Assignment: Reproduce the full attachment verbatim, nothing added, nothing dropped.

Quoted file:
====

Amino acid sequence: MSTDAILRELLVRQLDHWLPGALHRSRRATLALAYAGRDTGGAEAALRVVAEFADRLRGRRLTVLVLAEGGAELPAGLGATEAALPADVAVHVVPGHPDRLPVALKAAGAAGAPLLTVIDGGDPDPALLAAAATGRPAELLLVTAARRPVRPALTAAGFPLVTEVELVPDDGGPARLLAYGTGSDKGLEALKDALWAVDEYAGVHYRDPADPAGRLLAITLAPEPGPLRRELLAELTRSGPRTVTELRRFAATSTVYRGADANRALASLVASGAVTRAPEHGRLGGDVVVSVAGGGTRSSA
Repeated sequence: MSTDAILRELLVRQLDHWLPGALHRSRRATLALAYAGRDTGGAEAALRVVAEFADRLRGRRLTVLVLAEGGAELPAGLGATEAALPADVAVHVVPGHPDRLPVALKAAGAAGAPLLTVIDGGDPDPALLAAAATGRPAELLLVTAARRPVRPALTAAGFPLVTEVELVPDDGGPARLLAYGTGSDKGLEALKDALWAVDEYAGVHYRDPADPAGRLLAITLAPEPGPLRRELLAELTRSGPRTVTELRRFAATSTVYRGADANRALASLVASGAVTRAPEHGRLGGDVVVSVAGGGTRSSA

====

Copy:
Amino acid sequence: MSTDAILRELLVRQLDHWLPGALHRSRRATLALAYAGRDTGGAEAALRVVAEFADRLRGRRLTVLVLAEGGAELPAGLGATEAALPADVAVHVVPGHPDRLPVALKAAGAAGAPLLTVIDGGDPDPALLAAAATGRPAELLLVTAARRPVRPALTAAGFPLVTEVELVPDDGGPARLLAYGTGSDKGLEALKDALWAVDEYAGVHYRDPADPAGRLLAITLAPEPGPLRRELLAELTRSGPRTVTELRRFAATSTVYRGADANRALASLVASGAVTRAPEHGRLGGDVVVSVAGGGTRSSA
Repeated sequence: MSTDAILRELLVRQLDHWLPGALHRSRRATLALAYAGRDTGGAEAALRVVAEFADRLRGRRLTVLVLAEGGAELPAGLGATEAALPADVAVHVVPGHPDRLPVALKAAGAAGAPLLTVIDGGDPDPALLAAAATGRPAELLLVTAARRPVRPALTAAGFPLVTEVELVPDDGGPARLLAYGTGSDKGLEALKDALWAVDEYAGVHYRDPADPAGRLLAITLAPEPGPLRRELLAELTRSGPRTVTELRRFAATSTVYRGADANRALASLVASGAVTRAPEHGRLGGDVVVSVAGGGTRSSA